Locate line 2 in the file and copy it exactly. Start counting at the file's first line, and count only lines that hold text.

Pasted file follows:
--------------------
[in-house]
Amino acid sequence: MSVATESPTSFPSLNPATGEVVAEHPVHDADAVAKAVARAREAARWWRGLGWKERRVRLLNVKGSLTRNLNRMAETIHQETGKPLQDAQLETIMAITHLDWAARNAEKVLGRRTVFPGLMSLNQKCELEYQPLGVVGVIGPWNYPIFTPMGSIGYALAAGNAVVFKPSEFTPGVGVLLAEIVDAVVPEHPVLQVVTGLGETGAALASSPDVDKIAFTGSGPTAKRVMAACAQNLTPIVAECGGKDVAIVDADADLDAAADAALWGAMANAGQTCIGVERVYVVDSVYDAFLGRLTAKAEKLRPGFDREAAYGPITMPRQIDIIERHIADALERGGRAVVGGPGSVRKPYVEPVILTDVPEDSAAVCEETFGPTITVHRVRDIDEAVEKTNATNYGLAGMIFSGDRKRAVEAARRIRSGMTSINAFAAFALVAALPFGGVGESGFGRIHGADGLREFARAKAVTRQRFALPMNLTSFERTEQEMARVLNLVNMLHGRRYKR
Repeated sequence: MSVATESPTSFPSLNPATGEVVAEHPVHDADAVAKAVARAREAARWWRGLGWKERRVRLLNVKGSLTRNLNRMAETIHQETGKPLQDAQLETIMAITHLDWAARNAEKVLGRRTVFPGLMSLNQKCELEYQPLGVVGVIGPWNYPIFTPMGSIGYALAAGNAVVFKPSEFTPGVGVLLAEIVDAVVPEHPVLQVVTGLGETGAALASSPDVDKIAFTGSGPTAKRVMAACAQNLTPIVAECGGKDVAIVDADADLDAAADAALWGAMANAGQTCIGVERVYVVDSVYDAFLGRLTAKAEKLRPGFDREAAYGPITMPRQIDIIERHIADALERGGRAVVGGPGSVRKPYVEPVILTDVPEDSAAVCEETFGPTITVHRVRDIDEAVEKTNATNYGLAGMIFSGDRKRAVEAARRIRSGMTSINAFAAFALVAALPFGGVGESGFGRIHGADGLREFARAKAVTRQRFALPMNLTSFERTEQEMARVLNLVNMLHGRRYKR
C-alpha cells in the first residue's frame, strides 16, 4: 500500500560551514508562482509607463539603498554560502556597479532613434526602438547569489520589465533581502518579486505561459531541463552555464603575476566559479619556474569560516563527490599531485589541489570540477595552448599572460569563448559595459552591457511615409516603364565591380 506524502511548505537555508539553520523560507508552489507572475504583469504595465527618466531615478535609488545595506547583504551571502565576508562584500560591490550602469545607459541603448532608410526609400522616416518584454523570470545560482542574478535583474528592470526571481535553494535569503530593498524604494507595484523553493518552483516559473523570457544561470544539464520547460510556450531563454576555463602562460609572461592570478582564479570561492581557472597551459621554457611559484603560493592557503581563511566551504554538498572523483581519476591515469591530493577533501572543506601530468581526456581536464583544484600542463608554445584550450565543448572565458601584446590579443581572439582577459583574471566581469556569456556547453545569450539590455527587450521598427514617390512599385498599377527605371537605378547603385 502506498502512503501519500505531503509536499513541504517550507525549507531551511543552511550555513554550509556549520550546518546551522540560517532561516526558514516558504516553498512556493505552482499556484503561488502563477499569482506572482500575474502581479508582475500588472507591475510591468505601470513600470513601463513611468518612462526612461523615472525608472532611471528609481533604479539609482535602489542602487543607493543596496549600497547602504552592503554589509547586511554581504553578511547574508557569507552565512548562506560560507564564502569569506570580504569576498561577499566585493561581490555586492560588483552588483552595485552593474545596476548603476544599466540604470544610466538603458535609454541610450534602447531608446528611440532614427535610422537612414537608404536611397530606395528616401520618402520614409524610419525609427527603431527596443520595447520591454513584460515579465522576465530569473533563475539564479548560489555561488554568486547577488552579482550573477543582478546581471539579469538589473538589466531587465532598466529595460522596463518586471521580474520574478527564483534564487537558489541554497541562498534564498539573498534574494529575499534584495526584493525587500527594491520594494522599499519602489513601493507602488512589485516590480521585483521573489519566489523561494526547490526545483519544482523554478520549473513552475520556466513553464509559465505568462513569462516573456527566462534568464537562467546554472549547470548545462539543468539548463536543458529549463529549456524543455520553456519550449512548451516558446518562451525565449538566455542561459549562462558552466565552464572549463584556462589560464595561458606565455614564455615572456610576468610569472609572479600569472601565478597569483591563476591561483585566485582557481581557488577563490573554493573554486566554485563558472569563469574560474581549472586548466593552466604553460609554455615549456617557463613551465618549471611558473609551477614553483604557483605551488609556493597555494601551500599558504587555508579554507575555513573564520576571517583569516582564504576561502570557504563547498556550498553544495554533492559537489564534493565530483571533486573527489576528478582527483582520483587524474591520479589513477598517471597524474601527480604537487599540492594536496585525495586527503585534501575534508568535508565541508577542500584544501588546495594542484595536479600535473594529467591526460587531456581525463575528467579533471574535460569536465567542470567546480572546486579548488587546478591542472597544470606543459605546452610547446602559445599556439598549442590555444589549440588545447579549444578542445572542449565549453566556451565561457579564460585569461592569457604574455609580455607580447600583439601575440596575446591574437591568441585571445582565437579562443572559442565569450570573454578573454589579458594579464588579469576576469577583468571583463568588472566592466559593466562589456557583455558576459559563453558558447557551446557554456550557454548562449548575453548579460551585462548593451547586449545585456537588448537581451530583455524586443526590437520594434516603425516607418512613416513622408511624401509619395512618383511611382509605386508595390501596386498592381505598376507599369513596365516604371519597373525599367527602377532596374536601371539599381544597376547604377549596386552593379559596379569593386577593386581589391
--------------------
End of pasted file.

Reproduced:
Amino acid sequence: MSVATESPTSFPSLNPATGEVVAEHPVHDADAVAKAVARAREAARWWRGLGWKERRVRLLNVKGSLTRNLNRMAETIHQETGKPLQDAQLETIMAITHLDWAARNAEKVLGRRTVFPGLMSLNQKCELEYQPLGVVGVIGPWNYPIFTPMGSIGYALAAGNAVVFKPSEFTPGVGVLLAEIVDAVVPEHPVLQVVTGLGETGAALASSPDVDKIAFTGSGPTAKRVMAACAQNLTPIVAECGGKDVAIVDADADLDAAADAALWGAMANAGQTCIGVERVYVVDSVYDAFLGRLTAKAEKLRPGFDREAAYGPITMPRQIDIIERHIADALERGGRAVVGGPGSVRKPYVEPVILTDVPEDSAAVCEETFGPTITVHRVRDIDEAVEKTNATNYGLAGMIFSGDRKRAVEAARRIRSGMTSINAFAAFALVAALPFGGVGESGFGRIHGADGLREFARAKAVTRQRFALPMNLTSFERTEQEMARVLNLVNMLHGRRYKR